From the foregoing it will be appreciated that the wear resistant grind shoe apparatus of the present invention provides an economical and effective apparatus for executing a grinding maneuver where the shoe is economical to manufacture and is subject to an extended life without undue wear or structural breakdown.
While a particular form of the invention has been illustrated and described, it will also be apparent to those skilled in the art that various modifications can be made without departing from the spirit and scope of the invention. Accordingly, it is not intended that the invention be limited except by the appended claims.
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|U.S. Classification||36/107, 36/25.00R, 36/115|
|International Classification||A43B13/12, A43B5/00|
|Cooperative Classification||A43B13/12, A43B5/005, A43B5/00, A43B13/026|
|European Classification||A43B13/12, A43B13/02C, A43B5/00G, A43B5/00|
|Sep 17, 1998||AS||Assignment|
Owner name: ARTEMIS INNOVATIONS INC., CALIFORNIA
Free format text: ASSIGNMENT OF ASSIGNORS INTEREST;ASSIGNOR:HAYES, WILLIAM J.;REEL/FRAME:009469/0165
Effective date: 19980811
Owner name: ARTEMIS INNOVATIONS INC., CALIFORNIA
Free format text: ASSIGNMENT OF ASSIGNORS INTEREST;ASSIGNOR:HAYES, WILLIAM J.;REEL/FRAME:009660/0001
Effective date: 19980811
|Sep 29, 1999||AS||Assignment|
Owner name: IMPERIAL BANK, CALIFORNIA
Free format text: SECURITY AGREEMENT;ASSIGNOR:ARTEMIS INNOVATIONS, INC.;REEL/FRAME:010272/0216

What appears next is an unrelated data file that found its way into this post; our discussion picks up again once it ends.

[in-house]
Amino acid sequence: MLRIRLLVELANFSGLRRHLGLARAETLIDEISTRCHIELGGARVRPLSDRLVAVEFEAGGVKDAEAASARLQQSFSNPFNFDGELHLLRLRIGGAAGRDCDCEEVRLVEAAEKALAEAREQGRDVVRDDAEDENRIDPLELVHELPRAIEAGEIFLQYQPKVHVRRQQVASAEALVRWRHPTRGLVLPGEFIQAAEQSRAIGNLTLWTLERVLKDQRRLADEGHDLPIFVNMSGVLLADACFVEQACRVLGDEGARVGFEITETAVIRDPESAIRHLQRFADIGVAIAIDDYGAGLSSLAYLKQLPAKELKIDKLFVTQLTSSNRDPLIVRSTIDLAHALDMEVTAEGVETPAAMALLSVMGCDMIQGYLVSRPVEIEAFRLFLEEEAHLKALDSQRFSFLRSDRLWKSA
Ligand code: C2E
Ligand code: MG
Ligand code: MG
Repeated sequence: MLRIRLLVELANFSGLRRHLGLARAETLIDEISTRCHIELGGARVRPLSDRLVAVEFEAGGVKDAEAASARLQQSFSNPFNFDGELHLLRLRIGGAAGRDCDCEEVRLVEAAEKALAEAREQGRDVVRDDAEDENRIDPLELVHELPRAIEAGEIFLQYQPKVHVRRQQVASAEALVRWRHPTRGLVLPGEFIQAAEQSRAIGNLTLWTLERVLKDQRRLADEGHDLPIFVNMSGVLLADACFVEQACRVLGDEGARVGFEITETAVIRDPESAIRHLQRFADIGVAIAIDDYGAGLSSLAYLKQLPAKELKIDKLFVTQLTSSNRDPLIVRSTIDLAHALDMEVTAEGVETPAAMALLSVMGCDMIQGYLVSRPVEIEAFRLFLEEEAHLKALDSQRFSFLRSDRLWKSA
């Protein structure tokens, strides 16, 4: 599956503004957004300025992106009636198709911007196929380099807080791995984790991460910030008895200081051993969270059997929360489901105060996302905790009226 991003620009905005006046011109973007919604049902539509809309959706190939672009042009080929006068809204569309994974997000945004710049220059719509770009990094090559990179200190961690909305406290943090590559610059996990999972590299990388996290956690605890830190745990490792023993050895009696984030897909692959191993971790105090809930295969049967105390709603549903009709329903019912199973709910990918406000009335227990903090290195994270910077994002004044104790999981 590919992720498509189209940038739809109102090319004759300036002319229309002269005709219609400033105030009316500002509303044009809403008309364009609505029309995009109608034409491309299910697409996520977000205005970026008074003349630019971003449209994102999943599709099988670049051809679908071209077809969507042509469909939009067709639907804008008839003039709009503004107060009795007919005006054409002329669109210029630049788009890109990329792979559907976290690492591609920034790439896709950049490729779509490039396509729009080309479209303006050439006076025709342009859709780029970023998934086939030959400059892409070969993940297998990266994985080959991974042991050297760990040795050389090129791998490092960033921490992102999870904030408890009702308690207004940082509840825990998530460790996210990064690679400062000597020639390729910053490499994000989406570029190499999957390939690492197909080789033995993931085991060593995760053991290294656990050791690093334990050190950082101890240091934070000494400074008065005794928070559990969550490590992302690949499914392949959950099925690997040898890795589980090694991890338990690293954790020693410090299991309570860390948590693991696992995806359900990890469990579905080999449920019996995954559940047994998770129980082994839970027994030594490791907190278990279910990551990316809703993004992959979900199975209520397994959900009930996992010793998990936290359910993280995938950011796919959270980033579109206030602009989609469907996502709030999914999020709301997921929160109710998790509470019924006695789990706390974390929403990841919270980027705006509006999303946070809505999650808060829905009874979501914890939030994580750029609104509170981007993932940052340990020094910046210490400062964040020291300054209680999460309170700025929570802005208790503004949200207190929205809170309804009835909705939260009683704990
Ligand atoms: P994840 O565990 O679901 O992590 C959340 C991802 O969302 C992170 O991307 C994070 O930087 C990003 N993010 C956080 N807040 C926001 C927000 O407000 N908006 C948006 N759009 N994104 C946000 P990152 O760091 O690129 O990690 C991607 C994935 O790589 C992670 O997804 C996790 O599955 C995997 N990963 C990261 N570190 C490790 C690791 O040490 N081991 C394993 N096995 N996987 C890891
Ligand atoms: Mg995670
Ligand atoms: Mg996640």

Effective date: 19990525
|Dec 19, 2000||AS||Assignment|
Owner name: ARTEMIS INNOVATIONS, INC., CALIFORNIA
Free format text: TERMINATION OF SECURITY INTEREST;ASSIGNOR:IMPERIAL BANK;REEL/FRAME:011390/0651
Effective date: 20001110
|May 20, 2002||AS||Assignment|
Owner name: ARTEMIS LICENSING, CALIFORNIA
Free format text: ASSIGNMENT OF ASSIGNORS INTEREST;ASSIGNOR:ARTEMIS INNOVATIONS INC.;REEL/FRAME:012906/0591
Effective date: 20001209
|Jun 18, 2002||AS||Assignment|
Owner name: CURTIS HOLDINGS, LLC, MINNESOTA
Free format text: SECURITY AGREEMENT;ASSIGNOR:ARTEMIS LICENSING;REEL/FRAME:013288/0422
Effective date: 20020530
Owner name: CURTIS HOLDINGS, LLC, MINNESOTA
Free format text: ASSIGNMENT OF ASSIGNORS INTEREST;ASSIGNOR:ARTEMIS LICENSING;REEL/FRAME:013295/0205
Effective date: 20020530
|Jun 30, 2003||FPAY||Fee payment|
Year of fee payment: 4
|Nov 18, 2003||AS||Assignment|
Owner name: CURTIS HOLDINS, LLC, MINNESOTA
Free format text: SURRENDER OF SECURITY INTEREST;ASSIGNOR:LICENSING, ARTEMIS;REEL/FRAME:014709/0439
Effective date: 20030930
|Jan 10, 2006||AS||Assignment|
Owner name: HEELING SPORTS LIMITED, TEXAS
Free format text: ASSIGNMENT OF ASSIGNORS INTEREST;ASSIGNOR:CURTIS HOLDINGS, LLC;REEL/FRAME:016996/0092
Effective date: 20060105
|Jul 11, 2007||REMI||Maintenance fee reminder mailed|
|Dec 28, 2007||LAPS||Lapse for failure to pay maintenance fees|
|Feb 19, 2008||FP||Expired due to failure to pay maintenance fee|
Effective date: 20071228